India’s tur acreage was at 4.38 mln ha, largely unchanged from the previous year. Although area under tur fell by 4.2% on year in Maharashtra, the largest producer, and was 3.4% lower in Madhya Pradesh, another major grower of pulses, a rise in acreage under the pulse in the southern state of Karnataka has compensated for the loss. Area under tur in Karnataka as of Wednesday was up 16.5% on year at 966,000 ha as the state received good rainfall.
Prices of tur fell in Kalaburagi due to poor demand from millers and as worries of lower yield in Karnataka eased following a pick up in rains. In Kalaburagi, prices of tur were down 25-50 rupees at 3,700-3,900 rupees per 100 kg. In Akola, prices of the commodity were unchanged at 3,700 rupees per 100 kg. Arrivals in the market were unchanged at 500-600 bags (1 bag = 100 kg).
Prices of tur in Kalaburagi, a key market, fell because a pick-up in rains in the key growing regions of Karnataka eased worries of lower yield in the state. In Kalaburagi, prices of tur were down 25 rupees at 3,750-3,925 rupees per 100 kg. Sale of the commodity by the government also contributed to the bearish sentiment. In Akola, the benchmark market for tur, prices of the commodity were unchanged at 3,800-3,850 rupees per 100 kg.
Indias tur acreage was down 0.2% on year at 4.2 mln ha. Area in Maharashtra, the largest producer, fell by 4.4% to 1.2 mln ha due to erratic rainfall. In Madhya Pradesh, another major grower of pulses, tur area was down 1.6% at 625,000 ha. Farmers have shifted to soybean and paddy from pulses this year in Madhya Pradesh due to expectation of better returns from these crops. However, in Karnataka, the acreage has been higher due to good rainfall this year in the state. Area under tur in Karnataka was up 16.8% on year at 947,000 ha.
Prices of tur in Akola rose because the commodity’s stock with NAFED, which was selling it in the open market, have reduced significantly. In Akola, the benchmark market for tur, prices were at 3,875-3,900 rupees per 100 kg, up 25-50 rupees. The arrivals were steady at 750-800 bags (1 bag=100 kg). In Kalaburagi, a key market, prices were unchanged and arrivals were pegged unchanged.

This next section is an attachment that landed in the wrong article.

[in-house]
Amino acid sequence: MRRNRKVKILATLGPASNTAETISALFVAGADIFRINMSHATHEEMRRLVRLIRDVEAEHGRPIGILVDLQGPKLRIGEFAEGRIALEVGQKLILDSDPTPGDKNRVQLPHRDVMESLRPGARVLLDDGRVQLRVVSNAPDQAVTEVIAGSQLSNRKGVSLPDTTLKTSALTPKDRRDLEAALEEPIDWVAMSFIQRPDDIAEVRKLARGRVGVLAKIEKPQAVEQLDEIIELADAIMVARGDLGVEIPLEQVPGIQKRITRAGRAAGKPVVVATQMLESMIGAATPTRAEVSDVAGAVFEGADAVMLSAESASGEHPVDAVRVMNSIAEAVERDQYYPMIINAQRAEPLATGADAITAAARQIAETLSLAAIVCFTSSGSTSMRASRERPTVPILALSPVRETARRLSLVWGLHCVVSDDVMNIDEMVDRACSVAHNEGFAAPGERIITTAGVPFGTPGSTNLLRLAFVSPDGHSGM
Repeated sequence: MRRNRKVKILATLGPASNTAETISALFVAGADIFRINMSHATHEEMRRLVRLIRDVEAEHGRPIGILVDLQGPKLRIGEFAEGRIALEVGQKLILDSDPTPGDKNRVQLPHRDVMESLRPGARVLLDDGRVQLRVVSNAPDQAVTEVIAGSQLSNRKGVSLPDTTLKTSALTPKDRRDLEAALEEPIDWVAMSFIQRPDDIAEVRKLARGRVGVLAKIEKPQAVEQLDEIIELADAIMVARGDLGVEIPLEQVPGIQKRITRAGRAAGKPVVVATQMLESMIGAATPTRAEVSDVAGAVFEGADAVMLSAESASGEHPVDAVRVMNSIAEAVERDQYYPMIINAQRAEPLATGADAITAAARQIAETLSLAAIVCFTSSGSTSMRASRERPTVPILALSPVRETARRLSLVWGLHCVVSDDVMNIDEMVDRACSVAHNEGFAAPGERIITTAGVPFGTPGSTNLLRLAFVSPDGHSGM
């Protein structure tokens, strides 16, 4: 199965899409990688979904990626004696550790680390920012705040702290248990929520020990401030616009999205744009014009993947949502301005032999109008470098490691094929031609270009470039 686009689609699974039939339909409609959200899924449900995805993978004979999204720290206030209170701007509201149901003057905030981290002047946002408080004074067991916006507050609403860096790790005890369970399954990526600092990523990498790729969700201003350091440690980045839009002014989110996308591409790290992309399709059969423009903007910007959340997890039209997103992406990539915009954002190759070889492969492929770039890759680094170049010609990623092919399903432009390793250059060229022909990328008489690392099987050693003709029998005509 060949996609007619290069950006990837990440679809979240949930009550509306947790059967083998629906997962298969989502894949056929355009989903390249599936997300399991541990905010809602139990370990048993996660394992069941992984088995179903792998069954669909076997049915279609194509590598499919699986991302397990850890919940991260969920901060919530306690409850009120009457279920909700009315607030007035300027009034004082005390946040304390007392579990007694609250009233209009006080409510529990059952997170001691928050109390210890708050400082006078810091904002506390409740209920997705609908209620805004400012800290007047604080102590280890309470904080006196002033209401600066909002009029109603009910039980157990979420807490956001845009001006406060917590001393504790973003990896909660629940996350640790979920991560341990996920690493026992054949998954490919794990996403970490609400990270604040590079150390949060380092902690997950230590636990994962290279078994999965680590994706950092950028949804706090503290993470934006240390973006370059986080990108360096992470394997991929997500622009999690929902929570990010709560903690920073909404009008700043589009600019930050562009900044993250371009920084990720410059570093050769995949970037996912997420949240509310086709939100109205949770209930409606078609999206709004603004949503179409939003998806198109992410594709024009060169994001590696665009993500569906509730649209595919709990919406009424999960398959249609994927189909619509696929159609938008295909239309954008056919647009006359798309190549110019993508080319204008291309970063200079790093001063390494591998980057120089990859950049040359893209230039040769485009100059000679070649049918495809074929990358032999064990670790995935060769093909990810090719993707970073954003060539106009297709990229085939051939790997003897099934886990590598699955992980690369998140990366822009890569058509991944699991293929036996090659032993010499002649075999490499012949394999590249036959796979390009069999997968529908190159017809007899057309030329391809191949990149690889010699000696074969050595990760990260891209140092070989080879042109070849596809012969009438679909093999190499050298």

Prices of tur in Akola, the benchmark market for the commodity, were flat despite a rise in arrivals. Arrivals rose due to anticipation of demand in the coming days as well as the fact that farmers need extra cash for sowing. In Akola, tur was quoted as 3,700-3,750 rupees per 100 kg. In Kalaburagi, a key market for the commodity, prices were unchanged at 3,700-3,925 rupees per 100 kg and arrivals were steady at 2,000 bags.
As a larger area comes under tur or arhar (red gram) in the ongoing kharif sowing season, growers — in anticipation of a higher output — want the Centre to curb all forms of imports to keep prices stable during the harvest season. The acreage under tur as on August 3 has exceeded the year-ago period’s levels as farmers have brought a larger area in Karnataka, Madhya Pradesh, Telangana and Andhra Pradesh, among others, under cultivation. While the acreage under tur and moong has seen a rise, the area under all pulses has been trailing the year-ago figure by around four per cent at around 75 lakh hectares. Tur accounts for over half the acreage under pulses. Across major markets in the key producing States of Karnataka and Maharashtra, tur prices are hovering between ?3,500 and ?3,800 a quintal, much lower than the minimum support price (MSP), on ample supplies.
Tur imports during Apr-May plunged to 16,000 tn, a sixth of 97,000 tn that was shipped in the year ago period. The sharp 84% on-year decline in imports was largely due to a slew of government measures.
Maharashtra State Co-operative Marketing Federation has offered to sell 27,584 tn of tur through NCDEX e-Markets. The tur to be auctioned is stocked at godowns of Maharashtra State Warehousing Corp in Akola, Jalgaon, Parbhani and Buldhana.